You've asked two distinct, but related, questions:
Even if you were never in a country, can you be charged with breaking their laws? and,
If you are convicted of breaking their laws, can they punish you?
To take your example:
First, whether the Saudis could charge you for breaking their laws depends on the extraterritoriality or extraterritorial jurisdiction of their cyber-law. As the name says, extraterritoriality deals with whether a country's law applies outside its borders. Whether a law is extraterritorial depends on the specific law and country. For example, American courts are guided by the presumption of territoriality, that unless a statute explicitly says otherwise, statutes apply only inside the country. Because many hackers and other cyber-criminals are never physically in the same country as their victims, cyber-law often applies extraterritorially.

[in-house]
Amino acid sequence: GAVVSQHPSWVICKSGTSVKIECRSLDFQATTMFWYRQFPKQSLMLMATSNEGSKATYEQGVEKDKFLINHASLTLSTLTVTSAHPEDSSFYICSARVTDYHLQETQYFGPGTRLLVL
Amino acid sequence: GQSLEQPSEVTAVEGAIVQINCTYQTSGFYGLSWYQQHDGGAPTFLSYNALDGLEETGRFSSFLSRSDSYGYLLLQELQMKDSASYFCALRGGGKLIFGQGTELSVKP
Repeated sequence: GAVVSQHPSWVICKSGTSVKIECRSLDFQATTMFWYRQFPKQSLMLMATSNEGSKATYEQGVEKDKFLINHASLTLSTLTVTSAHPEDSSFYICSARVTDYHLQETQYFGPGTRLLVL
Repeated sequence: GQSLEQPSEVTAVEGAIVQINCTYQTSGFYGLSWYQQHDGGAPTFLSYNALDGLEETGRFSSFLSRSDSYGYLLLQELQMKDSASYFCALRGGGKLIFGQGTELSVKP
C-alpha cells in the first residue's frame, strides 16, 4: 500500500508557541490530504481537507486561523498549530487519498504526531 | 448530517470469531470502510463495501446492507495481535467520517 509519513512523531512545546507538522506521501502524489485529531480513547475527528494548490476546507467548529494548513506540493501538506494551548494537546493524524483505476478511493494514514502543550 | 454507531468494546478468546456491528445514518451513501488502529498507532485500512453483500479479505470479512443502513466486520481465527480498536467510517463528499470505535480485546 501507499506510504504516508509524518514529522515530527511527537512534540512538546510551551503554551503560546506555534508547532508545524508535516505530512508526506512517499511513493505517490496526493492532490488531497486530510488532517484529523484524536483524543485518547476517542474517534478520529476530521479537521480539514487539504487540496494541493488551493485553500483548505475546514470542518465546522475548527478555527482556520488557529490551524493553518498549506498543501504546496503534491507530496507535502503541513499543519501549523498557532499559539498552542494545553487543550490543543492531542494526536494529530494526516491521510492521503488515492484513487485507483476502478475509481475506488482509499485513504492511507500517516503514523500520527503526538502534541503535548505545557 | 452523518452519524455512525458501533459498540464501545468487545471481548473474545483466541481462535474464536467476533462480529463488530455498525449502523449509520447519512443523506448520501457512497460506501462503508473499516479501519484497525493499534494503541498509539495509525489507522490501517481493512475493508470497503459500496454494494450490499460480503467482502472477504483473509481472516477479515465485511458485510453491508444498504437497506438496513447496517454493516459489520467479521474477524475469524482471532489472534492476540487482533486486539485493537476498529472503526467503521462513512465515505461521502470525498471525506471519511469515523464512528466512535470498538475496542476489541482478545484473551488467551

Second, whether, once charged, you could be tried without being in the country, also depends on the country. In many countries, people can be tried in absentia, (without being at the trial) so it is possible the Saudis could convict you without you going to Saudi Arabia.
Finally, punishment is not extraterritorial -- you must be in the country that convicted you to be punished. As Lag points out, it seems clear could extradite you. Extradition is the legal process of sending someone accused or convicted of a crime in another country back to that country for trial or punishment. Extradition is covered by treaties. For various reasons, many countries do not have extradition treaties with the Saudis, although as a practical matter, your government may choose to cooperate with the Saudis.
(The case of Jamal Khashoggi suggests the Saudis may have a different understanding of extraterritorial jurisdiction.)